The report compares statistics on prisoners with HIV for 2006, 2007 and 2008. Discounting data from Illinois, Indiana, Alaska and Oregon due to incomplete reporting by those states, the number of prisoners reported to have HIV increased slightly from 21,644 in 2007 to 21,987 in 2008.
This represents 1.5% of the total prisoner population, which is slightly less than the 1.7% reported in 2006. Notably, the rate of HIV infection among female prisoners was 1.9% in 2008 compared to a 1.5% rate for male prisoners.
Nationwide, an estimated 5,733 prisoners were reported to have confirmed cases of AIDS in 2008, though not all ju-risdictions report whether HIV-positive prisoners have AIDS, thus that estimate is likely low. In 2007, 120 AIDS-related deaths among state prisoners were reported. This is down from an estimated 155 deaths in 2006. The highest number of AIDS-related prisoner deaths were reported in Florida, Texas and New York.
The AIDS-related death rate per 100,000 state prisoners in 2007 was 9 for males, 8 for females, 5 for whites, 14 for Blacks and 7 for Hispanics.
The AIDS-related death rate for state prisoners fell from 3.5 times the rate in the general U.S. population in 1995 to 1.5 in 2006, the most recent data available. That is, the AIDS death rate among prisoners is 50% higher than the rate of such deaths in the general population. The states with the highest rates of AIDS-related prisoner deaths were Maryland (35 per 100,000) and New Hampshire (34 per 100,000). Federal prisoner deaths from AIDS-related causes increased to 13 in 2008 from 10 in 2007.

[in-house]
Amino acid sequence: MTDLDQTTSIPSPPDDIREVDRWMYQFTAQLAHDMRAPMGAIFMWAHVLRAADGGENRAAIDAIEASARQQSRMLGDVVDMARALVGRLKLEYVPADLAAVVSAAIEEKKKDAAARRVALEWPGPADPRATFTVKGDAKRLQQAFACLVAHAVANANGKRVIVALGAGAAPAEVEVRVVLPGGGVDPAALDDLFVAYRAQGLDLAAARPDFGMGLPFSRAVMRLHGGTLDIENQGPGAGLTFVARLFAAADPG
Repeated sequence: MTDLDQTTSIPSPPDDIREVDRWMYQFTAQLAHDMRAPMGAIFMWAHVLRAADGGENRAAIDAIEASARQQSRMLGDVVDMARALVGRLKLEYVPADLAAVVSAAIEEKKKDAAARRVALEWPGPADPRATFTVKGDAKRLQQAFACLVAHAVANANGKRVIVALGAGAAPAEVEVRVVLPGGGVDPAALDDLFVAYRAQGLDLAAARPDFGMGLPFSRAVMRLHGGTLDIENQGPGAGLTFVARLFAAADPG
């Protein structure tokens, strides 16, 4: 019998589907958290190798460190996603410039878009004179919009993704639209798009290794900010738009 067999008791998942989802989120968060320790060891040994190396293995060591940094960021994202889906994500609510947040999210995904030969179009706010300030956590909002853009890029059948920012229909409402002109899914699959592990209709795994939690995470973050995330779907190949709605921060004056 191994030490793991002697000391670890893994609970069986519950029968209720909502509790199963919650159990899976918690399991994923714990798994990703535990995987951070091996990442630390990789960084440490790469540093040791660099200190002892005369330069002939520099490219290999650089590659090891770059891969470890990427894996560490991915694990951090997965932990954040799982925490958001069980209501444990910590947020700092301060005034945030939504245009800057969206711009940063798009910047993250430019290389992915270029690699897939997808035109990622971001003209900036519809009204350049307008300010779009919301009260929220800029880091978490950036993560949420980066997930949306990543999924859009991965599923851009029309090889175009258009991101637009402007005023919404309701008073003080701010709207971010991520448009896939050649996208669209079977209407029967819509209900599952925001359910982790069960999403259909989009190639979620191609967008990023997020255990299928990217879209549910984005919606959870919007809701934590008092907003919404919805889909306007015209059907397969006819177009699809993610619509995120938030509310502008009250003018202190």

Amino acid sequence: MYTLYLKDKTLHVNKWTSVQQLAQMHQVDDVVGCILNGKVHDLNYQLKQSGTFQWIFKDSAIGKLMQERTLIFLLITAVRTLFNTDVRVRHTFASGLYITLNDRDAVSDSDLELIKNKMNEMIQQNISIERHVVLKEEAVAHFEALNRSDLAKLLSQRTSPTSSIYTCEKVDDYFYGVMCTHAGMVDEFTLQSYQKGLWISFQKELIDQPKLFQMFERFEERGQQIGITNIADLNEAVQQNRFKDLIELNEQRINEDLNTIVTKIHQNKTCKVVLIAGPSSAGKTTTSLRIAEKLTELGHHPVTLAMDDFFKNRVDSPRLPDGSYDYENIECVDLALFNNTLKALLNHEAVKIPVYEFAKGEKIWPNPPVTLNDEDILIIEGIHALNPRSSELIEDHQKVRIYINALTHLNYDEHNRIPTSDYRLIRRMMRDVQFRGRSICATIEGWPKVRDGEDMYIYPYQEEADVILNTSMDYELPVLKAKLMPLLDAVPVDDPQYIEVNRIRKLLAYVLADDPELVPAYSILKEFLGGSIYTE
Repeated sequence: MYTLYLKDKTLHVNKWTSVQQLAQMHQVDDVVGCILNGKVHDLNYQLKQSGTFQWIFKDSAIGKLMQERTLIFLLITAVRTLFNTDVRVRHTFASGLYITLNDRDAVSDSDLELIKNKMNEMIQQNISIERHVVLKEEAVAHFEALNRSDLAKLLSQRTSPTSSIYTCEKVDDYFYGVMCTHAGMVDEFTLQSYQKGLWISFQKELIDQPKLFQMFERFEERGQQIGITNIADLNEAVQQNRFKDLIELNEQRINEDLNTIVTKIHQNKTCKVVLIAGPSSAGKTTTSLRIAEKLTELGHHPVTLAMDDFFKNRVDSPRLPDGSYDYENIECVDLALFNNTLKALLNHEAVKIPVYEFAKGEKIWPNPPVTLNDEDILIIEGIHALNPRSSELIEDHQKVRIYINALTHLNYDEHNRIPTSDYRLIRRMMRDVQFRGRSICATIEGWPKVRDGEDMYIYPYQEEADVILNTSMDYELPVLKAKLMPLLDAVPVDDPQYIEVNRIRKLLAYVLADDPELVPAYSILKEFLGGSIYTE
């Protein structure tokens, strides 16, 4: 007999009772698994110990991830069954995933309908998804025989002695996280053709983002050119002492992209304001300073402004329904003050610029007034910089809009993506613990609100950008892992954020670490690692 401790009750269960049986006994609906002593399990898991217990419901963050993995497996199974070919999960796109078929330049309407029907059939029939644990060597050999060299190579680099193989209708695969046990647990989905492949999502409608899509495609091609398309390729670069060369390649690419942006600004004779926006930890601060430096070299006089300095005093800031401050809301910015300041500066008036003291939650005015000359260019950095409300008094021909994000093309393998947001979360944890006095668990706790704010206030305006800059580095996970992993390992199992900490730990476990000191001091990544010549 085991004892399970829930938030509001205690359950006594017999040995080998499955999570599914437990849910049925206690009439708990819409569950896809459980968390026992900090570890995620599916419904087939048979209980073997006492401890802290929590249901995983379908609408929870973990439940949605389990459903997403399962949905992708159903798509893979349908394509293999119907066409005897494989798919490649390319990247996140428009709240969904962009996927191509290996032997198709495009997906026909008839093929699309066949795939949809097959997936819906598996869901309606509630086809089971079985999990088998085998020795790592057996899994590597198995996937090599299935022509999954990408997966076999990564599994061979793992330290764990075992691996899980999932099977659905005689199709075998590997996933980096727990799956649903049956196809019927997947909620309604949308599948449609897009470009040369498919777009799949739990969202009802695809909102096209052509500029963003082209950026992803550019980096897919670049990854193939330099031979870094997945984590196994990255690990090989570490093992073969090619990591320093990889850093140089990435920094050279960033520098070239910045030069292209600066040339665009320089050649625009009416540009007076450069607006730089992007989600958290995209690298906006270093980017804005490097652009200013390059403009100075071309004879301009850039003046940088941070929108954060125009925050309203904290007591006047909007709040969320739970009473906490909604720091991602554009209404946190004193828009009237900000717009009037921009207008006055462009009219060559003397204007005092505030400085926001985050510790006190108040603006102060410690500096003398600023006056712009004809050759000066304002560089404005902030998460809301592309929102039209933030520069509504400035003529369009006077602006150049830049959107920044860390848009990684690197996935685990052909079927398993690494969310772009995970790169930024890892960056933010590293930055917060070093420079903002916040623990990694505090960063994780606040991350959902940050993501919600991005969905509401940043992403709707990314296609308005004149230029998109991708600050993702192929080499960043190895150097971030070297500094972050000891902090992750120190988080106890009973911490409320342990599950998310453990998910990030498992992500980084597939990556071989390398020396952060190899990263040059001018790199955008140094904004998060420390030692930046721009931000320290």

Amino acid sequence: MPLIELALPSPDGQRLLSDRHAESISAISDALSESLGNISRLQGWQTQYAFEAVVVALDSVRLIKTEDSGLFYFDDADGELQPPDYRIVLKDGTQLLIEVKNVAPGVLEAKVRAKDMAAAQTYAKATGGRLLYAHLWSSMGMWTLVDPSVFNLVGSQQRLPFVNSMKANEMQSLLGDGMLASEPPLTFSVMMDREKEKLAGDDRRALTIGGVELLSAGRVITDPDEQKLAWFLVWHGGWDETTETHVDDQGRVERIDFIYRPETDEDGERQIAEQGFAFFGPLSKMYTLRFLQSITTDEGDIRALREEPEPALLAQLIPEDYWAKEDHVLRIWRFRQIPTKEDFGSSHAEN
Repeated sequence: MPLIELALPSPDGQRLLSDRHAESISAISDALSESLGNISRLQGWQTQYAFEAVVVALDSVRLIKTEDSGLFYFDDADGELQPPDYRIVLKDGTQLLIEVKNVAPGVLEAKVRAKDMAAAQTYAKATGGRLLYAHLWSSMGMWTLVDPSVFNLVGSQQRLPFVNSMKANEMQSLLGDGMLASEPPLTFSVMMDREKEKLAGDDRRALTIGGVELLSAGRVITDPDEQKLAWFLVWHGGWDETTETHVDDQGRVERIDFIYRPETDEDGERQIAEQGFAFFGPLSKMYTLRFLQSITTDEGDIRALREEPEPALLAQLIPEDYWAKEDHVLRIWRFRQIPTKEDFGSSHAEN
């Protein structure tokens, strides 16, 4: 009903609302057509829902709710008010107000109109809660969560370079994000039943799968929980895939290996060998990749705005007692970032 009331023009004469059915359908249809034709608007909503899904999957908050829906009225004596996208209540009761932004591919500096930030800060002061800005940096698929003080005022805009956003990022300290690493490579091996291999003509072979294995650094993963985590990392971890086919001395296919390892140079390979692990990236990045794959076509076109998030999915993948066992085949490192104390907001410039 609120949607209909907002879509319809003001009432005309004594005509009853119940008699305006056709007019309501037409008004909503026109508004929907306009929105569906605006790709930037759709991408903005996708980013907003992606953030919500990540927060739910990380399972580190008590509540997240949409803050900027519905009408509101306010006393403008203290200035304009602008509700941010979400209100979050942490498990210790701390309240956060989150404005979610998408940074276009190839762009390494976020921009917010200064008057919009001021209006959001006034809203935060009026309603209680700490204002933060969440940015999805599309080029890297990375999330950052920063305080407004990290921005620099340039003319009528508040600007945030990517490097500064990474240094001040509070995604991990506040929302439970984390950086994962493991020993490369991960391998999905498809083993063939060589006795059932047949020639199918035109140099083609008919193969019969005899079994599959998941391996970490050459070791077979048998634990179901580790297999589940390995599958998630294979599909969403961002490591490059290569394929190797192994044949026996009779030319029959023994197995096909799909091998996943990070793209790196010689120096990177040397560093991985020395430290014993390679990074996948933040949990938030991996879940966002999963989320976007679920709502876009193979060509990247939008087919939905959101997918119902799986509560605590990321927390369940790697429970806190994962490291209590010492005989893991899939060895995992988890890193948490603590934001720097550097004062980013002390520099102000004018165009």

In 2008, Florida, New York and Texas accounted for 24% of the total state prisoner population nationwide but had 46% of all prisoners with HIV. The largest increases in the number of HIV-positive prisoners between 2007 and 2008 were in California (up 246) and Florida (up 166). The largest decrease was in New York (down 450).
In 2008, 24 states reported testing all prisoners for HIV at some time during their incarceration. Twenty-three of those states tested at admission, 5 while in custody and 6 upon release. All states and the BOP test prisoners who have clinical indications of HIV or who request testing. Forty-two states and the BOP test prisoners involved in HIV-exposure incidents, while 18 states and the BOP test prisoners who belong to specific “high-risk” groups, which were not specified.
The good news buried in the report is that the improved availability of HIV treatment in state and federal prisons has led to a precipitous drop in the rate of AIDS-related prisoner deaths and a stabilization of the rate of HIV infection among prisoners. There is still room for improvement, however, as both rates remain significantly above that of the general U.S. population.
Source: “HIV in Prisons, 2007-08,” available online at www.prisonlegalnews.org.
As a digital subscriber to Prison Legal News, you can access full text and downloads for this and other premium content.
Already a subscriber? Login